The Eight Main Mammal Characteristics

Distinctive traits that separate mammals from other vertabrates

The main mammal characteristics

ThoughtCo / Vin Ganapathy

Mammals are amazingly diverse animals. They live in nearly every available habitat on Earth—including deep seas, tropical rainforests, and deserts—and they range in size from one-ounce shrews to 200-ton whales. What exactly is it that makes a mammal a mammal, and not a reptile, a bird or a fish? There are eight main mammal characteristics, ranging from having hair to four-chambered hearts, that set mammals apart from all other vertebrates.

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Hair and Fur

Zebras at a waterhole

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All mammals have hair growing from some parts of their bodies during at least some stage of their life cycle. Mammalian hair can take on several different forms, including thick fur, long whiskers, defensive quills, and even horns. Hair serves a variety of functions: insulation against the cold, protection for delicate skin, camouflage against predators (as in zebras and giraffes), and sensory feedback (as with the sensitive whiskers the everyday house cat). Generally speaking, the presence of hair goes hand-in-hand with a warm-blooded metabolism.

What about mammals that don't have any visible body hair, such as whales? Many species, including ​whales and dolphins, have sparse amounts of hair during the earliest stages of their development, while others retain wispy patches of hair on their chins or upper lips.

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Mammary Glands

Pigs breastfeeding

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Unlike other vertebrates, mammals nurse their young with milk produced by mammary glands, which are modified and enlarged sweat glands consisting of ducts and glandular tissues that secrete milk through nipples. This milk provides young with much-needed proteins, sugars, fats, vitamins, and salts. Not all mammals have nipples, however. Monotremes such as the platypus, which diverged from other mammals early in evolutionary history, secrete milk through ducts located in their abdomens.

Though present in both males and females, in most mammal species, mammary glands fully develop only in females, hence the presence of smaller nipples on males (including human males). The exceptions to this rule are the Dayak fruit bat and the Bismarck masked flying fox. Males of these species have the ability to lactate, and they sometimes help to nurse infants.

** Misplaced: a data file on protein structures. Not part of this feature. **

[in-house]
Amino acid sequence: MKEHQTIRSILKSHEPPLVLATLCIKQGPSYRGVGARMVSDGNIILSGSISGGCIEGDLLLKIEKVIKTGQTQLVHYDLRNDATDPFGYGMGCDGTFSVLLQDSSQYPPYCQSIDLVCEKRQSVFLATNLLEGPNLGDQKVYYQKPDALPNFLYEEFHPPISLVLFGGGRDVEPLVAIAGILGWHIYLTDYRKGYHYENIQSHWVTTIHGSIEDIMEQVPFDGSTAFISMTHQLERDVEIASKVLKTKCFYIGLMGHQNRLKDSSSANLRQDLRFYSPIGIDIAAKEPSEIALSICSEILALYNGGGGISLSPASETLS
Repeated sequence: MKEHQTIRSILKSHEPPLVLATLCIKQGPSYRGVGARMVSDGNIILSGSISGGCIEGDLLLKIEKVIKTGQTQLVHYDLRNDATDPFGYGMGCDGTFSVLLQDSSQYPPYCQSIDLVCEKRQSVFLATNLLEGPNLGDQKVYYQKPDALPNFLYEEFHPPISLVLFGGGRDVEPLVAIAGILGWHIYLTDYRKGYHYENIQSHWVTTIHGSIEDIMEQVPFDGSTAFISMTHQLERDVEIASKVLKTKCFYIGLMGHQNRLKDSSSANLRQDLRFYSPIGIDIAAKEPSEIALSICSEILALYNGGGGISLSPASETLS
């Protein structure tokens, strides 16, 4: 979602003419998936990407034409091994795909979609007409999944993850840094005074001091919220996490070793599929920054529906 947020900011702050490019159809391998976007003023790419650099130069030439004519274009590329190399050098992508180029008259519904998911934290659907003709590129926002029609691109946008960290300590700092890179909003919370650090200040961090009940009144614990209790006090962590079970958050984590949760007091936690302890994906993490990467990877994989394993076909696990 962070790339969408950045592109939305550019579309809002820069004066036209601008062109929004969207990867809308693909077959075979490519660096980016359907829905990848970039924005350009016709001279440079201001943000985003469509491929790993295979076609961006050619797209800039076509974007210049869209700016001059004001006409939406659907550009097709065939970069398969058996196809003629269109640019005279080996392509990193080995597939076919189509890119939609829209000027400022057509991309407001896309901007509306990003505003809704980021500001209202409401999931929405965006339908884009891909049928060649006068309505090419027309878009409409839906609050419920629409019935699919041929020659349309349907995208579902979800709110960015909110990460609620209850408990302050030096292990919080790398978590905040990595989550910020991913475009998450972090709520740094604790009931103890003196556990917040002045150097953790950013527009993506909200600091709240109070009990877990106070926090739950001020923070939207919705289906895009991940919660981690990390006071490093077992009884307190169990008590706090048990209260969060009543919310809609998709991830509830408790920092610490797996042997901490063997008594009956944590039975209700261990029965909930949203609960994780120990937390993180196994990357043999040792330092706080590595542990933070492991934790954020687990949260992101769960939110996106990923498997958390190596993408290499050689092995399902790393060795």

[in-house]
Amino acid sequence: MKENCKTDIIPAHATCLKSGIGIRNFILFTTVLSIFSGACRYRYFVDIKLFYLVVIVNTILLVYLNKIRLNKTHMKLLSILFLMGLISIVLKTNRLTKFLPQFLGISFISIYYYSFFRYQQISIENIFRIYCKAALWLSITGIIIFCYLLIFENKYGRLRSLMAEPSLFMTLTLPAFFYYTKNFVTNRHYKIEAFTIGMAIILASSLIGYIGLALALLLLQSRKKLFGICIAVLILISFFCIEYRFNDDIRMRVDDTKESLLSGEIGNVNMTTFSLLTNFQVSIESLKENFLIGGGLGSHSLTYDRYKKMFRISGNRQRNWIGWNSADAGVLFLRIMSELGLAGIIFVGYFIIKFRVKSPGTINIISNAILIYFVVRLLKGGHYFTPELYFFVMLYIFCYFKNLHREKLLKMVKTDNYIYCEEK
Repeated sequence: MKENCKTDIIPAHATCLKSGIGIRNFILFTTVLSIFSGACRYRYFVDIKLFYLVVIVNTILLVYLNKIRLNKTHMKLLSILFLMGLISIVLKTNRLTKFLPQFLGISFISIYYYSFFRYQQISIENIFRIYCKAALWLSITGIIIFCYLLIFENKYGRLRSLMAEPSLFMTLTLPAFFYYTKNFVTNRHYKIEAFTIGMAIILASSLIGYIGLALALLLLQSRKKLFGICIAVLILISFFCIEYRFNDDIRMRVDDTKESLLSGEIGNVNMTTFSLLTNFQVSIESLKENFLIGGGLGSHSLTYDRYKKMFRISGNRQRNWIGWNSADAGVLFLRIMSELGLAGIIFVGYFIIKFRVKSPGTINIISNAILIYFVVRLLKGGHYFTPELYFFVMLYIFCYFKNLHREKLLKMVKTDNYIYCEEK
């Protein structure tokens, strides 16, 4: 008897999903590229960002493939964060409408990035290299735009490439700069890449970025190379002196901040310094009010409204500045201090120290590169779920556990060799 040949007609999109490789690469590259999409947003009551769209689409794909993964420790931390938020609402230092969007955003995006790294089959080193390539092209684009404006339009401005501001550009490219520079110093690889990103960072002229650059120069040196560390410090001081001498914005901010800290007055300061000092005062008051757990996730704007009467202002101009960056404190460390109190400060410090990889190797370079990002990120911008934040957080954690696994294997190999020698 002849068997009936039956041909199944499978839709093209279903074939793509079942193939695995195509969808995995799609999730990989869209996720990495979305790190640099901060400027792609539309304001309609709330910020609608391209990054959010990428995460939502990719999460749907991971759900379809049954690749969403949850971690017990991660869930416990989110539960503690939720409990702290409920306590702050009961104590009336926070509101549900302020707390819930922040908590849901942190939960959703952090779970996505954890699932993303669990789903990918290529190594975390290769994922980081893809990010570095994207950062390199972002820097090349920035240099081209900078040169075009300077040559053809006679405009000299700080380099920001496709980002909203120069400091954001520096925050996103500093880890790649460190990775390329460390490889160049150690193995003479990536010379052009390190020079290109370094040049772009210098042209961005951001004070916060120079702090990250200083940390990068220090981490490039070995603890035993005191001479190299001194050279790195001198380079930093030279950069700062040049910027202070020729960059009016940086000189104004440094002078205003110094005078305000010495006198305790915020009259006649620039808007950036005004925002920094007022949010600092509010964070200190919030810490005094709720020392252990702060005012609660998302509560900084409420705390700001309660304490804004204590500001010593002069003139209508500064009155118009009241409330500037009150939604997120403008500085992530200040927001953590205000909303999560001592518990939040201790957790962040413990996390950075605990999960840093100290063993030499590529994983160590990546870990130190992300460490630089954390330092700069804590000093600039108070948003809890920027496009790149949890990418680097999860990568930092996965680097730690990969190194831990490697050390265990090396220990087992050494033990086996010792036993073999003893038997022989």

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Single-Boned Lower Jaws

A human skull

Yutthana Chumkhot / EyeEm / Getty Images

The lower jawbone of mammals is composed of a single piece that attaches directly to the skull. This bone is called the dentary because it holds the teeth of the lower jaw. In other vertebrates, the dentary is only one of several bones in the lower jaw and does not attach directly to the skull. Why is this important? The single-pieced lower jaw and the muscles that control it endows mammals with a powerful bite. It also allows them to use their teeth to either cut and chew their prey (like wolves and lions), or grind down tough vegetable matter (like elephants and gazelles).

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One-Time Tooth Replacement

A child missing a tooth

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Diphyodonty is a trait common to most mammals in which teeth are replaced only once throughout an animal's lifetime. The teeth of newborn and young mammals are smaller and weaker than those of adults. This first set, known as deciduous teeth, fall out before adulthood and are gradually replaced by a set of larger, permanent teeth. Animals that replace their teeth continuously over the course of their lifetimes—such as sharks, geckos, alligators, and crocodiles—are known as polyphyodonts. (Polyphyodonts don't have tooth fairies. They'd go broke.) Some notable mammals that are not diphyodonts are elephants, kangaroos, and manatees.